Steamboat Springs Update: The state has declared the water of Oak Creek safe after a series of five tests showed it was free of E. coli. A line between the town’s pond and filtration tank broke Saturday and because the tank emptied, the state required the tests. Water plant operator John Fitzgerald said the five tests came back clean early today, but town officials had to wait for the state to lift the boil order. That issue came through just before 5 p.m.
Saturday night’s broken water valve and the resulting boil order in Oak Creek is something town officials predicted months and even years ago.
The leak that cut off water service for town residents for about four hours late Saturday and early Sunday, and that has residents boiling water before consumption through this afternoon, was yet another manifestation of aging water infrastructure in a town that is in the process of getting a new water tank to avoid problems like that encountered this weekend.
The town is using Colorado Department of Local Affairs grant money to start building a new water storage tank on the hillside above town, next to the old tank. The new storage tank will hold 240,000 gallons. After it’s complete, Oak Creek will renovate the existing concrete tank to ultimately double the town’s current storage capacity.
With the new tank in place, the town will have about 24 hours of water available for emergencies, even on high-usage days.
Chuck Wisecup, fire chief for the Oak Creek Fire Protection District, said acidic soil corroded the valve that leaked Saturday night, draining Oak Creek’s storage tank. The leak was stopped overnight and water service was restored by Sunday afternoon.
Wisecup said residents can use town water for showering, toilet-flushing and other such uses. Any consumption, though — such as cooking or teeth-brushing — should occur after boiling town water for at least one minute, he said Sunday.
Residents of Oak Creek are urged to continue boiling water until at least 3 p.m. today, when the results of a water test will be available.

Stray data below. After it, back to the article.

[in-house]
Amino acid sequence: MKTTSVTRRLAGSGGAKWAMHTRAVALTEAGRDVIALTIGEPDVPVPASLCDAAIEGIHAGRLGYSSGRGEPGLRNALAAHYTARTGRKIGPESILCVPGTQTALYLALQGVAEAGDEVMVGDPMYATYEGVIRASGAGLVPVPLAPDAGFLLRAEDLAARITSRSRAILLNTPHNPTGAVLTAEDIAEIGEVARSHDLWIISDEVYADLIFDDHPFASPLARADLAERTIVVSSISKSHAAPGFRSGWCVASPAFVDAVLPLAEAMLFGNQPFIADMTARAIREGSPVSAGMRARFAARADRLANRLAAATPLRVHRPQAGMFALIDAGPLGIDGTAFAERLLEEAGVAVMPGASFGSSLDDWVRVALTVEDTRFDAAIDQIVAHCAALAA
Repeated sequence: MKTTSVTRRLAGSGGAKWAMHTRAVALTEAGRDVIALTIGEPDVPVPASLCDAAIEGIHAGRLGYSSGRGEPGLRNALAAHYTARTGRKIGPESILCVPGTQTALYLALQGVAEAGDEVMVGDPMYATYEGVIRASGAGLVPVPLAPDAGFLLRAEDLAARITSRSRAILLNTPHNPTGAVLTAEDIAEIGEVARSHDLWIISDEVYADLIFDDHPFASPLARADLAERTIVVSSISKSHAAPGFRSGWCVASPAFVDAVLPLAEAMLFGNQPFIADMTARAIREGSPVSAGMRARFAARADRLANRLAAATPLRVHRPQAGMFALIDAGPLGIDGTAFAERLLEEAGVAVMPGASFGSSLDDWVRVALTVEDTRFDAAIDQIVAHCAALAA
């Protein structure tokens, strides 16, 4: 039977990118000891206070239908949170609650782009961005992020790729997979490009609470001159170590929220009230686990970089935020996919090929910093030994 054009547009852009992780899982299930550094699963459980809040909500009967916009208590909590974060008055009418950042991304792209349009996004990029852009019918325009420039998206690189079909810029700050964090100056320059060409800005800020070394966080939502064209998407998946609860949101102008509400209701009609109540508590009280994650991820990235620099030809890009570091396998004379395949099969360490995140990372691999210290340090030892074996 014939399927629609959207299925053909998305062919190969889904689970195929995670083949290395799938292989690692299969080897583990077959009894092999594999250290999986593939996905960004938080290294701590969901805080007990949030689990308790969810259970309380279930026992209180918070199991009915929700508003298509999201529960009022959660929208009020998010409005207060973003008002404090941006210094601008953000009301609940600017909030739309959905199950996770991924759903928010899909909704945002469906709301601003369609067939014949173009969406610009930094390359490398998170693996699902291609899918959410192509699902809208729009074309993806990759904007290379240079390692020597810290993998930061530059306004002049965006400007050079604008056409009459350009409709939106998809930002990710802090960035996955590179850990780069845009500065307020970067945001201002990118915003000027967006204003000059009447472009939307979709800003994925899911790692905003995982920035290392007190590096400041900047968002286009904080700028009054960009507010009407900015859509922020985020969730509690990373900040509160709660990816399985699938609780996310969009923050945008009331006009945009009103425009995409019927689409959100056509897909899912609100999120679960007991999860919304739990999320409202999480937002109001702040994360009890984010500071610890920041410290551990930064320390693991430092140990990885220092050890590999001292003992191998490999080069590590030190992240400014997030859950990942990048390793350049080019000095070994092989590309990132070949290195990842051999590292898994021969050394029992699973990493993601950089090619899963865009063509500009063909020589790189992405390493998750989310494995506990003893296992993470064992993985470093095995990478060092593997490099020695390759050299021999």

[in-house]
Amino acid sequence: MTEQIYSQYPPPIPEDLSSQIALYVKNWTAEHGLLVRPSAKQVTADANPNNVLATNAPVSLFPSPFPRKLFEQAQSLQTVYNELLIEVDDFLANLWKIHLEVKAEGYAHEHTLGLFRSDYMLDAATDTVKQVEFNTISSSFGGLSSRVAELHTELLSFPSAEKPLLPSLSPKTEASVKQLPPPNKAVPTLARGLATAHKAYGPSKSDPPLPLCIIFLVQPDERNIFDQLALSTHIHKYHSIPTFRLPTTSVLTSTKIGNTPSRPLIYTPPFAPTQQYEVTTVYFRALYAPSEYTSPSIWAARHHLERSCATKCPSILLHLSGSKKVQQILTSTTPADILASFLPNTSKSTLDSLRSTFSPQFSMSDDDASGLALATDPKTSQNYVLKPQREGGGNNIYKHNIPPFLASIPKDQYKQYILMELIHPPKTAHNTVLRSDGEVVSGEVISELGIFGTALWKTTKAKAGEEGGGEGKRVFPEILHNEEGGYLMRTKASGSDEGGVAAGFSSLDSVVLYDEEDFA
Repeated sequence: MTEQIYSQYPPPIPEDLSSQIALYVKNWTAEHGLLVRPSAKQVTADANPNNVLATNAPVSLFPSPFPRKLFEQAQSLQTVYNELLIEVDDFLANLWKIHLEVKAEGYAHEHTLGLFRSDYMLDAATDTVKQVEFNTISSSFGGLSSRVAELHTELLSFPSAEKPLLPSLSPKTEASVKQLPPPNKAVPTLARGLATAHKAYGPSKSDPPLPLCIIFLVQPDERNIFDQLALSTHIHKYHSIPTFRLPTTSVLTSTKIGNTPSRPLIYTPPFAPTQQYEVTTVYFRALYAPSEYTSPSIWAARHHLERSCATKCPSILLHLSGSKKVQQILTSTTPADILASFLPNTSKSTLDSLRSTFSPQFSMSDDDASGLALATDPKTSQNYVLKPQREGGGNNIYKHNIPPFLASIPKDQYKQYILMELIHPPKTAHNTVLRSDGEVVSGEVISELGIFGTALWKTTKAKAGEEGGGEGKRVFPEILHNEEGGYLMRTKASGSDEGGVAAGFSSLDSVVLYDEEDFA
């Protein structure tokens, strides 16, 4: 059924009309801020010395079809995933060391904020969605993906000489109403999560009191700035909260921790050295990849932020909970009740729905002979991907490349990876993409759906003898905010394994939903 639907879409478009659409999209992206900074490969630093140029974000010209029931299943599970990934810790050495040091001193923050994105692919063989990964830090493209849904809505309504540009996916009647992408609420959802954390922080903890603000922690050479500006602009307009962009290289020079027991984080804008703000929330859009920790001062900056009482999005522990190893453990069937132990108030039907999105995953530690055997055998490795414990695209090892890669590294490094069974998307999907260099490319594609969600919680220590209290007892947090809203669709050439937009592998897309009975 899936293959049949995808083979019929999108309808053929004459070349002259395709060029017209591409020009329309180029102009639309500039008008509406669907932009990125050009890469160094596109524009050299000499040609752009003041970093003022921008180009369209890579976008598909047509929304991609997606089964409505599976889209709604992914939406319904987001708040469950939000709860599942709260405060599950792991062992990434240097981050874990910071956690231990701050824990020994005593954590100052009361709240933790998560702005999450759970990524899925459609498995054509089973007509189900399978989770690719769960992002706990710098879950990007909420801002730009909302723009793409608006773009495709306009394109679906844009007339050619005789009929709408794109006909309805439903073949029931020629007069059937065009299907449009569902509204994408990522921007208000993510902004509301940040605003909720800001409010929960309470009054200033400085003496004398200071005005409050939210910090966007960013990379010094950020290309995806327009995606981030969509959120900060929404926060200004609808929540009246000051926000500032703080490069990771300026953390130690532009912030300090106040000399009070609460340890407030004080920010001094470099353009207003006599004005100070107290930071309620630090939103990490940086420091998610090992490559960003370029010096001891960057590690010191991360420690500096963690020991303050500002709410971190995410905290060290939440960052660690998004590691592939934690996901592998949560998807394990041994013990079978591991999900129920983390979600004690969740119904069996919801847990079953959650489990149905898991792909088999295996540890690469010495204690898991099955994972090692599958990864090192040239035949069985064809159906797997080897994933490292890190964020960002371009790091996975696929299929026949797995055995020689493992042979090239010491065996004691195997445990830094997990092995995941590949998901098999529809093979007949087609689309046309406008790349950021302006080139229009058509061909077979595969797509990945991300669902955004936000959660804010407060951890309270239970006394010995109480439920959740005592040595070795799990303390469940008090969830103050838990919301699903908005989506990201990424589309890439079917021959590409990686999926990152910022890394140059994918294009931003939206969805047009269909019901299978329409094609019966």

Town Hall worker Vivian Johnson said that even though water was running through the pipes Monday, the state still required the tests.
“When the tank completely empties, the state says we have to make sure the water coming back in is really treated to the levels it’s supposed to be,” she said.
Once the leak was discovered, the town used a reverse-911 call to notify the residents, but Mayor Nikki Knoebel said that also ran into problems because not every resident has a home phone any more.
Workers and Oak Creek Town Board members also handed out fliers to residents, she said.
“People reacted very fast, which I was very impressed about,” Knoebel said.
The town, working with the Routt County Emergency Management Department, gave away cases of water to families and had portable toilets on town streets.
The 200,000-gallon tank was emptied by the time town workers could find the leaking valve Saturday evening, but Knoebel said workers responded quickly.
“They got everything fixed, so there’s no more leaks, the pond is filling back up,” she said.
Knoebel said the town likely will not be out much money because of the leak, because county emergency management officials helped provide the water and toilets. The only cost to the town will come from the repairs to the valves, including the bolts and pieces needed.
South Routt School District officials reported classes are continuing as usual during the boil order.
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